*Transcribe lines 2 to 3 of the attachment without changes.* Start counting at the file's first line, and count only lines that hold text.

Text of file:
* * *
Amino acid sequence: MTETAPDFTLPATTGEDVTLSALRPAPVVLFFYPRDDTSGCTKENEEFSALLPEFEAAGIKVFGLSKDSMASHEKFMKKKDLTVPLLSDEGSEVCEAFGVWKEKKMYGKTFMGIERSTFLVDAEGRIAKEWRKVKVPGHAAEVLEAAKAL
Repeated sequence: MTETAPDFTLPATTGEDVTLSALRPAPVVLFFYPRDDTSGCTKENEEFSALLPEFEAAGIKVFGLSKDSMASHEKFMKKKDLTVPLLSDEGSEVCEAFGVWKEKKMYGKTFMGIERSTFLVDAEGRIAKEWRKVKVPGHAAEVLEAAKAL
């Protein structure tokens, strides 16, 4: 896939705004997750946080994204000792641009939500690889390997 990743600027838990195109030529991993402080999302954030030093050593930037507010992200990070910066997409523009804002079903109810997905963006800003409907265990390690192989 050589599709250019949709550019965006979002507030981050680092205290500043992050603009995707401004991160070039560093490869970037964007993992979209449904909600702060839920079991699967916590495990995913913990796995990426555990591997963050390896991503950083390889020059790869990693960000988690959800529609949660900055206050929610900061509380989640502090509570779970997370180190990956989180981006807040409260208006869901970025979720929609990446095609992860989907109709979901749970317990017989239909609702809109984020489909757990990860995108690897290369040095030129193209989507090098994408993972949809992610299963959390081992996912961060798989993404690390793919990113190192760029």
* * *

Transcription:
Repeated sequence: MTETAPDFTLPATTGEDVTLSALRPAPVVLFFYPRDDTSGCTKENEEFSALLPEFEAAGIKVFGLSKDSMASHEKFMKKKDLTVPLLSDEGSEVCEAFGVWKEKKMYGKTFMGIERSTFLVDAEGRIAKEWRKVKVPGHAAEVLEAAKAL
């Protein structure tokens, strides 16, 4: 896939705004997750946080994204000792641009939500690889390997 990743600027838990195109030529991993402080999302954030030093050593930037507010992200990070910066997409523009804002079903109810997905963006800003409907265990390690192989 050589599709250019949709550019965006979002507030981050680092205290500043992050603009995707401004991160070039560093490869970037964007993992979209449904909600702060839920079991699967916590495990995913913990796995990426555990591997963050390896991503950083390889020059790869990693960000988690959800529609949660900055206050929610900061509380989640502090509570779970997370180190990956989180981006807040409260208006869901970025979720929609990446095609992860989907109709979901749970317990017989239909609702809109984020489909757990990860995108690897290369040095030129193209989507090098994408993972949809992610299963959390081992996912961060798989993404690390793919990113190192760029």